air. It is sufficiently clear, then, that the motion ing, and reverberated by the interposition of lands, is not confined within the limits of heaven.

Then follows in order the second inquisition: whether the waters move regularly from east to west. Now, when we speak of waters, we mean those accumulations or masses of waters which are such large portions of nature as to have a relation of harmony to the fabric and system of the universe. And we are fully of opinion that the same motion is natural to, and inherent in, the body of waters, but is slower than in the air; though, on account of the grossness of the body, it is more palpable and manifest. Of this we shall content ourselves with three selected from many experimental proofs, but these weighty and marked ones, which prove that this is so.

The first is, that there is found a manifest motion and flow of waters from the Indian Ocean, even to the Atlantic, and that more swift and strong towards the Straits of Magellan, when an outlet is opened to them westwards; and a great current also on the other side of the world from the Northern Ocean to the British Sea. And these currents of waters manifestly roll from east to west; in which fact we must note in the first place, that in those two places alone the seas find thoroughfares, and can describe in flowing a complete circle: whereas, on the contrary, at the central regions of the globe, by the two ramparts of the old and new world, they are thrown off and driven (as it were into the estuaries of rivers) into the basins of the Atlantic and Pacific, the two oceans extending between the south and north, and open to the motion of a current from east to west. So that the true course of the waters is inost safely inferred from the extremities of the globe, as we have stated, where they meet with no impediment, but sweep round in full circuit. And the first experiment is thus, the second is the following.

Let us suppose that the tide takes place at the mouth of the Straits of Gibraltar at any given hour: it is certain that the tide sets in at Cape St. Vincent later in the day than at the mouth of the Straits at Cape Finisterre later than at Cape St. Vincent, at King's Island later than at Cape Finisterre, at the Island Heek later than at King's Island, at the entrance of the English channel later than at Heek,—at the shore of Normandy later than at the entrance of the channel. Thus far in regular order: but at Graveling, as if by an entire inversion of the order, and that with a great leap, as it were, at the same hour, with a velocity like that which it has at the mouth of the Straits of Gibraltar. This second observation we apply to, and compare with the first. For we think, as has already been said, that in the Indian and northern oceans the true currents of the waters, that is, from the east to the west, are open and unimpeded, but in the channels of the Atlantic and Southern Oceans imprisoned and cross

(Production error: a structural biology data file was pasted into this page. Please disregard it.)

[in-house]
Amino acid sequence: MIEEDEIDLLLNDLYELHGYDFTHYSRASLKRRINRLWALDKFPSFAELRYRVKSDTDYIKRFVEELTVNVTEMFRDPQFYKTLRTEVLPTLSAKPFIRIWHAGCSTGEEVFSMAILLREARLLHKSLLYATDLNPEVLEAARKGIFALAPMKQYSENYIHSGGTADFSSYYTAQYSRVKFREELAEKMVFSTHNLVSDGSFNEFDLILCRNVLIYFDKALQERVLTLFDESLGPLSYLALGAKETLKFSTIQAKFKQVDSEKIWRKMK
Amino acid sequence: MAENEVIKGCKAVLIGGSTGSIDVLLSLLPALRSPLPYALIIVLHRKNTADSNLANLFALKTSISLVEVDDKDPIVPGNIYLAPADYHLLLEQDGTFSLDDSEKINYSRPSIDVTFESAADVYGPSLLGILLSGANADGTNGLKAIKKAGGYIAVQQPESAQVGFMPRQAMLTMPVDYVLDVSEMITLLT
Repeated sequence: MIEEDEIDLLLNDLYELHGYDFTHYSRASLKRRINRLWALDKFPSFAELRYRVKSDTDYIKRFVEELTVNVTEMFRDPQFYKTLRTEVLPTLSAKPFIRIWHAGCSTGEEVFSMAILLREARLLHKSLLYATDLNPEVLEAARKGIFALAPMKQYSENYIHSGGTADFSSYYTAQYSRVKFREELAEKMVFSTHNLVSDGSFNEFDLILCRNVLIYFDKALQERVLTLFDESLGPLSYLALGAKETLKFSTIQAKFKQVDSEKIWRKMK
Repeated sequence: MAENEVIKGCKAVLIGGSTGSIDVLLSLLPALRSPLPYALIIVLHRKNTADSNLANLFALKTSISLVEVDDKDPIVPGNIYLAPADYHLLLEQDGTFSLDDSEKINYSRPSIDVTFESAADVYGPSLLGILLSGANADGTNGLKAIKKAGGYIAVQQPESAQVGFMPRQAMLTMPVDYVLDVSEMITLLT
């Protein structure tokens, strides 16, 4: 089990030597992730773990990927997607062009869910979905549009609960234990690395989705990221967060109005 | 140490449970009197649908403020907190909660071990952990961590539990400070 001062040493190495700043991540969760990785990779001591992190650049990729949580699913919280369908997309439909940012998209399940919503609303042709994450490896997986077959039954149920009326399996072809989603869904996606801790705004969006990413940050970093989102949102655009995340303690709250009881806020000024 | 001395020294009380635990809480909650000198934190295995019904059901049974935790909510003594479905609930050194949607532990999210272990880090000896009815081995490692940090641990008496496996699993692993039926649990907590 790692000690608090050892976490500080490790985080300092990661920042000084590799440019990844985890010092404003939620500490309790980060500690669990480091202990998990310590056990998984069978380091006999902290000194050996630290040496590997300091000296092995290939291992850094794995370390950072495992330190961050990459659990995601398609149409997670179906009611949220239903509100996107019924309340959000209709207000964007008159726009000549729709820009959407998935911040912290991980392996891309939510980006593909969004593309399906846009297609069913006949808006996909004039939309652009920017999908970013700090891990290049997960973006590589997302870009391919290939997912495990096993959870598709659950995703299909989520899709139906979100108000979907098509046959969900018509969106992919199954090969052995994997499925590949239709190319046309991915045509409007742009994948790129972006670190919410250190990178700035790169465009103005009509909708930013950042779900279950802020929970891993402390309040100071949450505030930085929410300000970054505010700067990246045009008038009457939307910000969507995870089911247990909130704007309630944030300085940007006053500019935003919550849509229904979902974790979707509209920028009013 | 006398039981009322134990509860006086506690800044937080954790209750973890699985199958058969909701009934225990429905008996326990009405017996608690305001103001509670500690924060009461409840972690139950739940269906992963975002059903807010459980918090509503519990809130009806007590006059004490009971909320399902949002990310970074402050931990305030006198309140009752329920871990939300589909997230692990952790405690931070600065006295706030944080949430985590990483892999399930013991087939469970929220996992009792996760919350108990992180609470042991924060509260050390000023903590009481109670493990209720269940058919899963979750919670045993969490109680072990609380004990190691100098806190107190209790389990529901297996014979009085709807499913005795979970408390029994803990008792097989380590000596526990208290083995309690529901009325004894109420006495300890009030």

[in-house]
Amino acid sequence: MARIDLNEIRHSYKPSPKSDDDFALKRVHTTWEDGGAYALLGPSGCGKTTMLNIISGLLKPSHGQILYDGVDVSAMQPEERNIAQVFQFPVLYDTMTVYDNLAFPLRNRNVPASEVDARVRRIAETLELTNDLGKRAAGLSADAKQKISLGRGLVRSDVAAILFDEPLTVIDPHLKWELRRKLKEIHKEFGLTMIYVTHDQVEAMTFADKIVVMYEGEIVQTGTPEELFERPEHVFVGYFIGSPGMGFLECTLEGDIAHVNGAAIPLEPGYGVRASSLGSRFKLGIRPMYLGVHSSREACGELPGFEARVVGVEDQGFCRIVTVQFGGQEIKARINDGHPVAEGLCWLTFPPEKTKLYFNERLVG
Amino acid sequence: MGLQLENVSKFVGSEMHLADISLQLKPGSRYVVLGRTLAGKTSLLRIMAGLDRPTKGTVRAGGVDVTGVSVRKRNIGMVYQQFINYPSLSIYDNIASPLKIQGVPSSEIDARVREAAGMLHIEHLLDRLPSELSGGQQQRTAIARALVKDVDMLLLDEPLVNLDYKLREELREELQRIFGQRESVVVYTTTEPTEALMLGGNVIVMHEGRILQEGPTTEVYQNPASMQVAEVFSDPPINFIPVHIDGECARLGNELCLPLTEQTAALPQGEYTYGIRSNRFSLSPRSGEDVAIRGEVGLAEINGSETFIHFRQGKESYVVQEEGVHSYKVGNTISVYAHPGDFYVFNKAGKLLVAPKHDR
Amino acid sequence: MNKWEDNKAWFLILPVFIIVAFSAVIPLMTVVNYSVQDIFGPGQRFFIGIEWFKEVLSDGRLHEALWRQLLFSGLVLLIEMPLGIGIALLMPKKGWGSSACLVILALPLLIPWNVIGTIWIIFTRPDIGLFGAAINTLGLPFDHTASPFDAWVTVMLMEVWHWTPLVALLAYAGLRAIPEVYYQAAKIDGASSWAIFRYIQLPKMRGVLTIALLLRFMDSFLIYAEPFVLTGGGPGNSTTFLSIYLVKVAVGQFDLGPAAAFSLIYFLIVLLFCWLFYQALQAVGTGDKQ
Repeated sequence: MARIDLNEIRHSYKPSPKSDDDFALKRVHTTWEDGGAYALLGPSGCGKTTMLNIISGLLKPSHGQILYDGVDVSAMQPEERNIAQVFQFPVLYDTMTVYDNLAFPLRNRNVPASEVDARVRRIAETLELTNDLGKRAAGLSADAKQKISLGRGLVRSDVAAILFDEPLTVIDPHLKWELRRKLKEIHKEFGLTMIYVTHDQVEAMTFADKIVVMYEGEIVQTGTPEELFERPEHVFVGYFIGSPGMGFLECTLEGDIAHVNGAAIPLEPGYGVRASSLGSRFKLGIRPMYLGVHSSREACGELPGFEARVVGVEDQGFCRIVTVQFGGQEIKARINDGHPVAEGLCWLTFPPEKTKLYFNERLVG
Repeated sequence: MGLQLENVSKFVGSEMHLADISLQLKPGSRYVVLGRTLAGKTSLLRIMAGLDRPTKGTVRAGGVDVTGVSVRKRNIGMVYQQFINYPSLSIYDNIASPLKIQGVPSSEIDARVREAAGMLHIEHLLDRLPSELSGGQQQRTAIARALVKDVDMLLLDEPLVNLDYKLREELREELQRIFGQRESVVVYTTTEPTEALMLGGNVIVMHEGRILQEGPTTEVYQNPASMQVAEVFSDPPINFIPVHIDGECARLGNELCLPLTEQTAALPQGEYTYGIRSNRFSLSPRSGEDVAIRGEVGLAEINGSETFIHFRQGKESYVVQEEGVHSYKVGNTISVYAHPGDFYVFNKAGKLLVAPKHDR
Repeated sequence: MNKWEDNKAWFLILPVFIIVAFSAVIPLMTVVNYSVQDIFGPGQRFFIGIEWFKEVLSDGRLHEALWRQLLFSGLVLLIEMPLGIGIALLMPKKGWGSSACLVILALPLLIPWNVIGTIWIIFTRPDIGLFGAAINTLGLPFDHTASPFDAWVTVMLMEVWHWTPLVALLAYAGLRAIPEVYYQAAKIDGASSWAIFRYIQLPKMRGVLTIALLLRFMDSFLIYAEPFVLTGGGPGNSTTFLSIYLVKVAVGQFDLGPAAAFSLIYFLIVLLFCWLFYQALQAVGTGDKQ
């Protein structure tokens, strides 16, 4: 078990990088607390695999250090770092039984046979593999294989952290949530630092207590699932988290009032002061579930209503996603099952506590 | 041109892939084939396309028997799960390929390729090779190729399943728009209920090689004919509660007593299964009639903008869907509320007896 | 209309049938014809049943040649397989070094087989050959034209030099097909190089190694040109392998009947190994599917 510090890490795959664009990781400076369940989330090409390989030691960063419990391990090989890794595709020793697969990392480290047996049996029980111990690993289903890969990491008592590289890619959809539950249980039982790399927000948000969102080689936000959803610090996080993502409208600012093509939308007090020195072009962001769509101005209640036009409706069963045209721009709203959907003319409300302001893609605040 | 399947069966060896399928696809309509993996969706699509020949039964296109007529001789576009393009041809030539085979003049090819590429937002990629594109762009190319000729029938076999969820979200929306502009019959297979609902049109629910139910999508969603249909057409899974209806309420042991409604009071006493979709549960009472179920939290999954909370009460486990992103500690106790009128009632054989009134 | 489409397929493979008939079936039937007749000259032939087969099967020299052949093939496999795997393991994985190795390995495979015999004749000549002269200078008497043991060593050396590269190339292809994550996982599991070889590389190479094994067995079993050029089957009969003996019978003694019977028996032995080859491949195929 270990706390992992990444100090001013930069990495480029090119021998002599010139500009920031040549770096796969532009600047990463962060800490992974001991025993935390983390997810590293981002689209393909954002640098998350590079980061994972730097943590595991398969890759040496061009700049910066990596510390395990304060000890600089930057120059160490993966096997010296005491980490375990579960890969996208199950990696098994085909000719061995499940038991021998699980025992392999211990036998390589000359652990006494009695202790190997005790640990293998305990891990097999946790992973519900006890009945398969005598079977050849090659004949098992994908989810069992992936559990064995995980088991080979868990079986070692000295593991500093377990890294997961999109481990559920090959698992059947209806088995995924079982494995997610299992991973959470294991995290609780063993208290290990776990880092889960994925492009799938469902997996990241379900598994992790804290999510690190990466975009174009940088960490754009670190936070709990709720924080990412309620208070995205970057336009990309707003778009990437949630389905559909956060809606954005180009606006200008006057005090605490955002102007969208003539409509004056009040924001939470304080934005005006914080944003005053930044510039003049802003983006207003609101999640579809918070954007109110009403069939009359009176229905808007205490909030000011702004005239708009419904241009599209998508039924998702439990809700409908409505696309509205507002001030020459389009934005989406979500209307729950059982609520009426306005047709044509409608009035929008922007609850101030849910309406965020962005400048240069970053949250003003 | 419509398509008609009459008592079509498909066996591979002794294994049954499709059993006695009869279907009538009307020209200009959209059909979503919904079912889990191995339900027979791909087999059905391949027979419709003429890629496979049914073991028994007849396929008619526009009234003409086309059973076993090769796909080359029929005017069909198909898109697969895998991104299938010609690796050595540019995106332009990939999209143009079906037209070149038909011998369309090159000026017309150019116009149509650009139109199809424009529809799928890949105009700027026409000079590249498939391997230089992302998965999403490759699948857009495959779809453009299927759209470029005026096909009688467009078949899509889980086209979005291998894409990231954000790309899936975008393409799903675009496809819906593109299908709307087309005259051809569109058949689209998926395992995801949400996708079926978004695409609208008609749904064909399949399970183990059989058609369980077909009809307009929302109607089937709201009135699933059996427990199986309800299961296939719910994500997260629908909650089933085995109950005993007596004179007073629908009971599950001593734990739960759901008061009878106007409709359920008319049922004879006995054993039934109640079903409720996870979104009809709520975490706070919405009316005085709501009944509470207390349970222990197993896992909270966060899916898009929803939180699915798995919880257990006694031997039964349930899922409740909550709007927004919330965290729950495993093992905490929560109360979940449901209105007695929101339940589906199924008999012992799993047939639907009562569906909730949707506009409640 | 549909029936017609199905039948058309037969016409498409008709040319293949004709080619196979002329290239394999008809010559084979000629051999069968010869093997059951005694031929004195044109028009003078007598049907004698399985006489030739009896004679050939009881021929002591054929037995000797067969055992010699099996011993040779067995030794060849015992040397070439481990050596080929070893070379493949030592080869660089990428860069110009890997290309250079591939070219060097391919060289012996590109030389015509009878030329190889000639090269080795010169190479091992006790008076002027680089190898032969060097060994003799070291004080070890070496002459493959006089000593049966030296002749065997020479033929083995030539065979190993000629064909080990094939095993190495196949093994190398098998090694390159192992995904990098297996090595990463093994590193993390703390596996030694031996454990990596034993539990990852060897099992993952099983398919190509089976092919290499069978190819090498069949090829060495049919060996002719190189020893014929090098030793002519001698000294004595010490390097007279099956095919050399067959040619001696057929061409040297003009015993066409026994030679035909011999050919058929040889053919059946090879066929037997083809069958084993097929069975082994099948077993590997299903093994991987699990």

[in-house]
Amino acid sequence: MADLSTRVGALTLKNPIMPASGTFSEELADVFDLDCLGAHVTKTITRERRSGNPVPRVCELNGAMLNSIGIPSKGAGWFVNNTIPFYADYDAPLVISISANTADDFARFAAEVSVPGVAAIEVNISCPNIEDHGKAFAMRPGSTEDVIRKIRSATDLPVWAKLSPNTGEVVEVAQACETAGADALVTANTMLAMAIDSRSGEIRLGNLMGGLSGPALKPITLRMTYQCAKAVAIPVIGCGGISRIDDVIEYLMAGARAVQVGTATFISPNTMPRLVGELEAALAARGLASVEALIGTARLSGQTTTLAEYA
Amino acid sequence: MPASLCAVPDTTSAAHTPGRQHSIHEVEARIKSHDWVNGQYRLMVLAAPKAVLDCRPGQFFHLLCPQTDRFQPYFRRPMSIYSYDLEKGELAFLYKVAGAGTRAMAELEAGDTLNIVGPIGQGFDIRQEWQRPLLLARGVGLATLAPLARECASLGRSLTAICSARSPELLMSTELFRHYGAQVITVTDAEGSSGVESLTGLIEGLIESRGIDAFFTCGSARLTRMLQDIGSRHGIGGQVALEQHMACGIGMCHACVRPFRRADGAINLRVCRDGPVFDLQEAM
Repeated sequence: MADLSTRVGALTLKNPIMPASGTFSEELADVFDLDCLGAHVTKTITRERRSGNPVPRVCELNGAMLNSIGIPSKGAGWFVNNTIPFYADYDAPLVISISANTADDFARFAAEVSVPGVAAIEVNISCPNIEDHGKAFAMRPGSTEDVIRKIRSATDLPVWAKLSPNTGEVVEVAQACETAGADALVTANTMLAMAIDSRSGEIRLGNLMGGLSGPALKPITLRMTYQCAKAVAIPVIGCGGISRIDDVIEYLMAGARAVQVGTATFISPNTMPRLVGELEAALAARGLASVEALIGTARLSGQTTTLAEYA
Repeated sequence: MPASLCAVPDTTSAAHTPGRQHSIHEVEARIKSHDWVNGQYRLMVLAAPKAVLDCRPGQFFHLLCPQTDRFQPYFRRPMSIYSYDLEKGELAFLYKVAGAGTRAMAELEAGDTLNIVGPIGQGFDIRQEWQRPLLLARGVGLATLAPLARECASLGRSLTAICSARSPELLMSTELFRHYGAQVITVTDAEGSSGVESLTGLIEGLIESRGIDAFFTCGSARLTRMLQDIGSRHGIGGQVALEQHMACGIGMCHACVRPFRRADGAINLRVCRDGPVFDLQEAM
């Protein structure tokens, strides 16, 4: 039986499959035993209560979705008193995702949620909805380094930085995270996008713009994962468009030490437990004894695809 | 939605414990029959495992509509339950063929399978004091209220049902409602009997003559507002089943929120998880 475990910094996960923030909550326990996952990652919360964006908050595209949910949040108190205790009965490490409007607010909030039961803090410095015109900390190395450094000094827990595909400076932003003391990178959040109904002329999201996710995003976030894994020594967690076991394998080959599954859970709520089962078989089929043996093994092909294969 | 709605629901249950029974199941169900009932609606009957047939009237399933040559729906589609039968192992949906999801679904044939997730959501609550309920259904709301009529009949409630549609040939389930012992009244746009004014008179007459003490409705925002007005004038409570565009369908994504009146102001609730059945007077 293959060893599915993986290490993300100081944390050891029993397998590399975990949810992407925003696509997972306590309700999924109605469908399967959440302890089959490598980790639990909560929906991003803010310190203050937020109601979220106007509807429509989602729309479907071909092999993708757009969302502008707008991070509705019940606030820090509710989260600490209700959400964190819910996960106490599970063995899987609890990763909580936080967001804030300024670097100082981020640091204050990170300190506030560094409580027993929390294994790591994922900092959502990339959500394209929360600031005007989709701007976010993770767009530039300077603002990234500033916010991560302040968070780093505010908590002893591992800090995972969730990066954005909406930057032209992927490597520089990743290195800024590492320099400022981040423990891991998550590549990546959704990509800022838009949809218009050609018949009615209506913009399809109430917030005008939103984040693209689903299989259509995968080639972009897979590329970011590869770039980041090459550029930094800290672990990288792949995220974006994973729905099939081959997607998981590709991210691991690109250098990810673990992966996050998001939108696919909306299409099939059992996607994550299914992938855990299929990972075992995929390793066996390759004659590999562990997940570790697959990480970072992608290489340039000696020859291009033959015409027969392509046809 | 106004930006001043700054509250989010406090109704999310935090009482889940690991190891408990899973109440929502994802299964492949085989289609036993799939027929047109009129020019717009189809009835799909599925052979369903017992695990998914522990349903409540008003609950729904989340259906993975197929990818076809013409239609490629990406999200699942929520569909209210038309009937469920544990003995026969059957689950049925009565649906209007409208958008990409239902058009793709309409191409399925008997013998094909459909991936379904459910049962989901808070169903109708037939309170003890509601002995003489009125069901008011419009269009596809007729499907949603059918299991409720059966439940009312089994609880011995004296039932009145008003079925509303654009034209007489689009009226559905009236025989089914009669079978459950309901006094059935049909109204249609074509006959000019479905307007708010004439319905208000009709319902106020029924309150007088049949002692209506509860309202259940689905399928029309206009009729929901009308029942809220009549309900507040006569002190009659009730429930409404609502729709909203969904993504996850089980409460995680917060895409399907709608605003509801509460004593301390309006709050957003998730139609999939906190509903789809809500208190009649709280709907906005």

which extend both ways longitudinally from south to north; and nowhere but toward their extremities afford a free canal to the waters. But that strong direction of the waters, which is caused by the Indian Ocean towards the north, and in the opposite direction from the North Sea towards the South, differ infinitely in the extent of sea, affected on account of the different force and quantity of waters. But that this should take place is unavoidable. For the two great islands of the old and new world have the same figures, and are so stretched out as to broaden to the north, and taper to the south. The seas, therefore, on the contrary, towards the south occupy a vast space, but to the north a small one, at the back of Asia, Africa, and America; consequently, that great mass of waters which is discharged from the Indian Ocean, and is refracted into the Atlantic, is capable of forcing or propelling the course of the waters in a continued movement nearly to the British Sea, which is a part of the line described northwards. But that much smaller portion of the waters which issues from the north sea, and which has also a free passage westwards at the back of America, is not strong enough to turn the course of the waters southwards, except towards that point which we mentioned, namely, about the British Sea. Now, in these opposite currents, there must be some goal where they meet and contend, and where within short space the order of advance is suddenly changed, as we have said occurs about Graveling-the focus of the currents from the Indian and Northern Oceans, and that a certain ocean stream is formed by opposite currents on the coast of Holland has been noted by numbers, not only from the inversion of the hour of the tide, which we have stated, but also from the peculiar visible effect. Now, if this is so, we return to the position, that it must needs be, that in proportion as the parts and shores of the Atlantic extend southwards and approach the Indian Sea, in the same proportion the tide is prior, and early in the order of approach, and in proportion as you go northwards, (as far as their common goal,) where they are forced back by the antagonist stream of the Northern Ocean, they are backward and late. Now, that this is the case, the observation of the progression from the Straits of Gibraltar to the British Sea manifestly proves. Wherefore we think that the tide about the shores of Africa is at an earlier hour than that of the Straits of Gibraltar, and, in reversed order, the tide about Norway earlier than the tide about Sweden-but this we have not ascertained by experiment or testimony.

A third experiment is the following: The seas confined by land on one side, which we call bays, if they stretch out with any inclination from east to west, which is in the same line of impetus with the true motion of the waters, have heavy